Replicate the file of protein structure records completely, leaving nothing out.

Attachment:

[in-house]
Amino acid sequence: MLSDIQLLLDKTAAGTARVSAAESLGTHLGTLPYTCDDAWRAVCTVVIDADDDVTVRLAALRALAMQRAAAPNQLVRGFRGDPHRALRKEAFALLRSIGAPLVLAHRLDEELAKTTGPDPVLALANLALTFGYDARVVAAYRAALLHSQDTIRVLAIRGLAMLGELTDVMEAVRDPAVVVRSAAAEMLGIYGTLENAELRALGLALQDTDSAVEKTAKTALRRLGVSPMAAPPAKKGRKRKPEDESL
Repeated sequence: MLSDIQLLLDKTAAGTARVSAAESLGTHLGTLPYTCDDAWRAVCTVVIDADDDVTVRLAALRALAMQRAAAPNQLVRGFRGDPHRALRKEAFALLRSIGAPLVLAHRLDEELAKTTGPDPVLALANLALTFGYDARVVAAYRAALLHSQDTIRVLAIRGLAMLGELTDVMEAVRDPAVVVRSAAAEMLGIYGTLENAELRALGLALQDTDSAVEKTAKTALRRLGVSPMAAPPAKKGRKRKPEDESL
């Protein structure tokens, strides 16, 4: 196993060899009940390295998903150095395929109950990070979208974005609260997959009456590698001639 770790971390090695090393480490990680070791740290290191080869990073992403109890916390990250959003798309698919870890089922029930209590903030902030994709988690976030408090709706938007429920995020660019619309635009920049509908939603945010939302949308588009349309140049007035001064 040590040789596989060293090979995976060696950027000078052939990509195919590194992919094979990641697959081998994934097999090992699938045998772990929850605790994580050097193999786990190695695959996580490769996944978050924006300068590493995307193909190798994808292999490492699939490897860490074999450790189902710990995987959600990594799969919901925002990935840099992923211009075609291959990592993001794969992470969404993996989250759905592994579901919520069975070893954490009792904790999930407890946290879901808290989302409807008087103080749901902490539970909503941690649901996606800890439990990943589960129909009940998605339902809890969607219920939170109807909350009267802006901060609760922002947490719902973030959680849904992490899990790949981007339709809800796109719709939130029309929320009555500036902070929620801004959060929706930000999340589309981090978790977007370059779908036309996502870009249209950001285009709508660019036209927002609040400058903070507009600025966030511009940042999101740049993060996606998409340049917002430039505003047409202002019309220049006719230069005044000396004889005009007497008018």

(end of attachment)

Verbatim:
[in-house]
Amino acid sequence: MLSDIQLLLDKTAAGTARVSAAESLGTHLGTLPYTCDDAWRAVCTVVIDADDDVTVRLAALRALAMQRAAAPNQLVRGFRGDPHRALRKEAFALLRSIGAPLVLAHRLDEELAKTTGPDPVLALANLALTFGYDARVVAAYRAALLHSQDTIRVLAIRGLAMLGELTDVMEAVRDPAVVVRSAAAEMLGIYGTLENAELRALGLALQDTDSAVEKTAKTALRRLGVSPMAAPPAKKGRKRKPEDESL
Repeated sequence: MLSDIQLLLDKTAAGTARVSAAESLGTHLGTLPYTCDDAWRAVCTVVIDADDDVTVRLAALRALAMQRAAAPNQLVRGFRGDPHRALRKEAFALLRSIGAPLVLAHRLDEELAKTTGPDPVLALANLALTFGYDARVVAAYRAALLHSQDTIRVLAIRGLAMLGELTDVMEAVRDPAVVVRSAAAEMLGIYGTLENAELRALGLALQDTDSAVEKTAKTALRRLGVSPMAAPPAKKGRKRKPEDESL
């Protein structure tokens, strides 16, 4: 196993060899009940390295998903150095395929109950990070979208974005609260997959009456590698001639 770790971390090695090393480490990680070791740290290191080869990073992403109890916390990250959003798309698919870890089922029930209590903030902030994709988690976030408090709706938007429920995020660019619309635009920049509908939603945010939302949308588009349309140049007035001064 040590040789596989060293090979995976060696950027000078052939990509195919590194992919094979990641697959081998994934097999090992699938045998772990929850605790994580050097193999786990190695695959996580490769996944978050924006300068590493995307193909190798994808292999490492699939490897860490074999450790189902710990995987959600990594799969919901925002990935840099992923211009075609291959990592993001794969992470969404993996989250759905592994579901919520069975070893954490009792904790999930407890946290879901808290989302409807008087103080749901902490539970909503941690649901996606800890439990990943589960129909009940998605339902809890969607219920939170109807909350009267802006901060609760922002947490719902973030959680849904992490899990790949981007339709809800796109719709939130029309929320009555500036902070929620801004959060929706930000999340589309981090978790977007370059779908036309996502870009249209950001285009709508660019036209927002609040400058903070507009600025966030511009940042999101740049993060996606998409340049917002430039505003047409202002019309220049006719230069005044000396004889005009007497008018």